Strauss and Howe also identify a "Millennial" generation, and they say their research on past generations leads them to expect a "crisis lasting from 2013 to 2024." They say "the early 2020's appear fateful," and that they expect Malloch's "next Great Generation," the Millennials, will have "a chance to demonstrate civic virtue and to triumph over great adversity."
What really should scare the corporate and political bad actors is the prospect of old and young people connecting, because there is real power if we work across generations. Last fall, young activists called for demonstrations outside the fossil-friendly big banks, and they invited us to join in. We did, with a certain amount of gallows humor (“Fossils against fossil fuels” read one banner in Boston). And by the end of this week, younger artists were joining in the Spotify boycott. The soul singer India Arie and the podcaster Roxane Gay, both 40-somethings, had pulled their work, too.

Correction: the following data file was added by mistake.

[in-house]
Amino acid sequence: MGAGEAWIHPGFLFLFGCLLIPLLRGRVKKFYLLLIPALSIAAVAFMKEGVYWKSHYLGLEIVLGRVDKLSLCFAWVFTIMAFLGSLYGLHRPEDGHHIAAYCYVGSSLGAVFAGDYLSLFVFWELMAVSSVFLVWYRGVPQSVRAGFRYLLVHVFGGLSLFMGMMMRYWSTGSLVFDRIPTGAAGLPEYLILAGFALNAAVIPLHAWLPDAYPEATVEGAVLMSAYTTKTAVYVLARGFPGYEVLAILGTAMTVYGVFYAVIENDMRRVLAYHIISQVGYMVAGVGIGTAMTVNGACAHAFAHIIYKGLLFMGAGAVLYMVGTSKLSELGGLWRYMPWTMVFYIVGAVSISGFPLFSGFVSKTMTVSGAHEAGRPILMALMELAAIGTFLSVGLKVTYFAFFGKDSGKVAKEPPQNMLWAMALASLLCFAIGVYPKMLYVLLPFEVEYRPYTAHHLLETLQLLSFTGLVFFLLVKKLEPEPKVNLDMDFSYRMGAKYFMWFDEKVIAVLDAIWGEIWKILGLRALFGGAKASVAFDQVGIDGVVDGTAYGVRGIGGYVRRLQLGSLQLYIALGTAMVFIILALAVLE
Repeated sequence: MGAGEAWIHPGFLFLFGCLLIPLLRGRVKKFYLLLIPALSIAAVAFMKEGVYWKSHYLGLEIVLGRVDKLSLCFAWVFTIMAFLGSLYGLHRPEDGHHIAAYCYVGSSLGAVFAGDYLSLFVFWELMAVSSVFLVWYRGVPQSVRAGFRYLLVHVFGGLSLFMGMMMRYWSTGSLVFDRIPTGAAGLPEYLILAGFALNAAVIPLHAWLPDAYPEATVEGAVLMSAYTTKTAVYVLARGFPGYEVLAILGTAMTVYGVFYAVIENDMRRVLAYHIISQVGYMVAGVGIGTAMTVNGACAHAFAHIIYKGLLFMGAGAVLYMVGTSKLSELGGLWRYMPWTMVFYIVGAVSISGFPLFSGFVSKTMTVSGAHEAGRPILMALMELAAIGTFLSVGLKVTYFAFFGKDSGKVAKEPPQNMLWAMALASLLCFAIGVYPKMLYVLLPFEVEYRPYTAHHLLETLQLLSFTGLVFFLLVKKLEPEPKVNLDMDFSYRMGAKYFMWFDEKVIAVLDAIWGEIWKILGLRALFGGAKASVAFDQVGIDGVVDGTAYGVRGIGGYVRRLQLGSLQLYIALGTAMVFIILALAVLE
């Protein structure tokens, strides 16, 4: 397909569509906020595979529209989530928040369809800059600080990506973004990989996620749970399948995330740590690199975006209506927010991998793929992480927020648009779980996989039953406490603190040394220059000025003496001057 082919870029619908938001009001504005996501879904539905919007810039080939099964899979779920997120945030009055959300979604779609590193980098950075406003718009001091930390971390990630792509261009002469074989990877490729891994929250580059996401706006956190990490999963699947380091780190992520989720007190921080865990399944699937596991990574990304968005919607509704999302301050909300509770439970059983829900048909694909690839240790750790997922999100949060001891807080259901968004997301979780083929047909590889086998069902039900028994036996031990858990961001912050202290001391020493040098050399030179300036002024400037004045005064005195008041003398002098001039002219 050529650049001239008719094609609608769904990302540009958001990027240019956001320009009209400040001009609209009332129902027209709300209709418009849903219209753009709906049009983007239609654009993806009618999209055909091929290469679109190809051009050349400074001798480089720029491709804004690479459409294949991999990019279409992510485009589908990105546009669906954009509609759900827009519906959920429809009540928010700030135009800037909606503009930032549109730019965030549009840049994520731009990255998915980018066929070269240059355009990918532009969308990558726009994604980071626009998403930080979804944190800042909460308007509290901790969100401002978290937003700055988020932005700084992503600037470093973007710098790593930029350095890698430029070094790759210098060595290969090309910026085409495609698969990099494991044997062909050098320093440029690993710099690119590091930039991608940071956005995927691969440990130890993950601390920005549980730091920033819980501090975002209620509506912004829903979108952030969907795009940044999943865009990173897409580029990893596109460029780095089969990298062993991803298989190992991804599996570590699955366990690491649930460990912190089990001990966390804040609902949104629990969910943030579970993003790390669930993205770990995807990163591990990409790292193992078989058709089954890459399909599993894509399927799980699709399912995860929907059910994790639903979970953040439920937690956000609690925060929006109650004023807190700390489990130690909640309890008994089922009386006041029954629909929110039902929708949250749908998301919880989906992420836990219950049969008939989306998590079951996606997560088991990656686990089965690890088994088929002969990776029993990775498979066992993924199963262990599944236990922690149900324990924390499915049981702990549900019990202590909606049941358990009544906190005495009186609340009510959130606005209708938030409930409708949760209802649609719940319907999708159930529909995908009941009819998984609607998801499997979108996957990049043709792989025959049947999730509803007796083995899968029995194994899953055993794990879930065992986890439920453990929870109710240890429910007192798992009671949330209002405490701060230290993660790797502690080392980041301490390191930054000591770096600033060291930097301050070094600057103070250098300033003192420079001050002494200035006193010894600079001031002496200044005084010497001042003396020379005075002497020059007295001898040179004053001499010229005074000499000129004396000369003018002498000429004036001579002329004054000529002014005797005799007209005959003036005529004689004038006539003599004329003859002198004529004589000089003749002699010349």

This particular dust-up won’t be a decisive battle in the struggle for a better America and a better planet; in fact, there may not be any decisive battles, just a long series of skirmishes that must be engaged by the young but also by the old. We may be nearer the exit than the entrance, but we’re in this fight for the long haul.